A friend recently sent we a copy of Sierra magazine (Jul/Aug 2013). In it, author Peter Frick-Wright tells of an archaeological investigation that was done at Lakeside Cave, at the southwestern corner of the Great Salt Lake. It seems the cave had been intermittently inhabited during the past 5,000 years:
In 1984, when archaeologist David Madsen had dug into [Lakeside Cave’s] sediment floor, he’d found the remnants of 5 million grasshoppers. Puzzled at first, he soon found bits of ‘hopper in some dried human feces nearby. The bugs had been for dinner, it seemed, but their sheer number sounded impossible. He assumed that catching grasshoppers was tedious work. How had they gathered so many?
The answer came a year later when some of Madsen’s friends who were hiking the shore of the Great Salt Lake came upon huge piles of grasshoppers washed up on the beach, sun-dried and seasoned by the lake’s brine. Madsen estimated that there were as many as 10,000 grasshoppers per foot of shoreline, deposited in windrows up to six feet wide and nine inches tall.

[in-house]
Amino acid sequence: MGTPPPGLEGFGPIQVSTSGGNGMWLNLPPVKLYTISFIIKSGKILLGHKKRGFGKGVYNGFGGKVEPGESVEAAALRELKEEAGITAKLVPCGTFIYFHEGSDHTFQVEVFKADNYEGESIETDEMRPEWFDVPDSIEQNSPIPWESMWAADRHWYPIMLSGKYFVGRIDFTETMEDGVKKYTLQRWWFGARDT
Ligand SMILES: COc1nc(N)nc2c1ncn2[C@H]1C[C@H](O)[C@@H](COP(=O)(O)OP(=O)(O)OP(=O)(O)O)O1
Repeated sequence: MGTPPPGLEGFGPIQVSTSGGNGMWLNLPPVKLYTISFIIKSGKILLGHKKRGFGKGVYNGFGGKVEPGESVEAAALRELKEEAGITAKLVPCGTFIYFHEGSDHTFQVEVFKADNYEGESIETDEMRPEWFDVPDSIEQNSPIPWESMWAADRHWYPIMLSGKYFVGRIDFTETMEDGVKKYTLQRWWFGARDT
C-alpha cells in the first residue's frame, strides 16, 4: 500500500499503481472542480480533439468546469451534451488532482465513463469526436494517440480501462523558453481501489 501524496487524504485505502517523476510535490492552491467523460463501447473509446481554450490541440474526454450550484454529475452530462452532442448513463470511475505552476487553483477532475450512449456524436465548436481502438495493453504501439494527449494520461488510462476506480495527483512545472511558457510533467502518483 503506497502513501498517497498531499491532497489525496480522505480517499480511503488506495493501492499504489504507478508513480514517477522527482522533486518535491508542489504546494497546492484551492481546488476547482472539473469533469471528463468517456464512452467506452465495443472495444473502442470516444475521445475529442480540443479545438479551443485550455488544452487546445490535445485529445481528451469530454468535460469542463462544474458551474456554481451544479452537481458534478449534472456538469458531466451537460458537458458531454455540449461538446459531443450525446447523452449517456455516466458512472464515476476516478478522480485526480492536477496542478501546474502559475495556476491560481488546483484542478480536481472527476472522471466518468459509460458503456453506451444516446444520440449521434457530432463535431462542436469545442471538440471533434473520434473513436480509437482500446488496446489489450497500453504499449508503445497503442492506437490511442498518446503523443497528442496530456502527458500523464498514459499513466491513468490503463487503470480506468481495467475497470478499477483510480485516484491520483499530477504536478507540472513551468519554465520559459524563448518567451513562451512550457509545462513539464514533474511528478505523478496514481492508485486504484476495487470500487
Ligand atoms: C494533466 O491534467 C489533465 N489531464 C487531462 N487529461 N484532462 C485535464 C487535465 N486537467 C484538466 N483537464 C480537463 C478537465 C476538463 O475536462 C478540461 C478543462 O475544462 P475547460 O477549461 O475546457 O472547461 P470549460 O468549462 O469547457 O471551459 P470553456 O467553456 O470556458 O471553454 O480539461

Then Madsen calculated the energy expended in gathering the grasshoppers and compared it with the energy they provided. Lakeside Cave dwellers would have been able to gather about 200 pounds of grasshoppers per hour, with bugs yielding 1,365 calories per pound. Even if he had somehow overestimated the rate of return by a factor of 10, he figured, the only thing as calorically rewarding as eating grasshoppers would have been finding 43 Big Macs stacked on the sand.
When Madsen removed the lake’s uncommon bounty from the equation, he still found that gathering bugs by more traditional methods–like herding them into ditch traps or streams and scooping them out–compared favorably to most forms of hunting.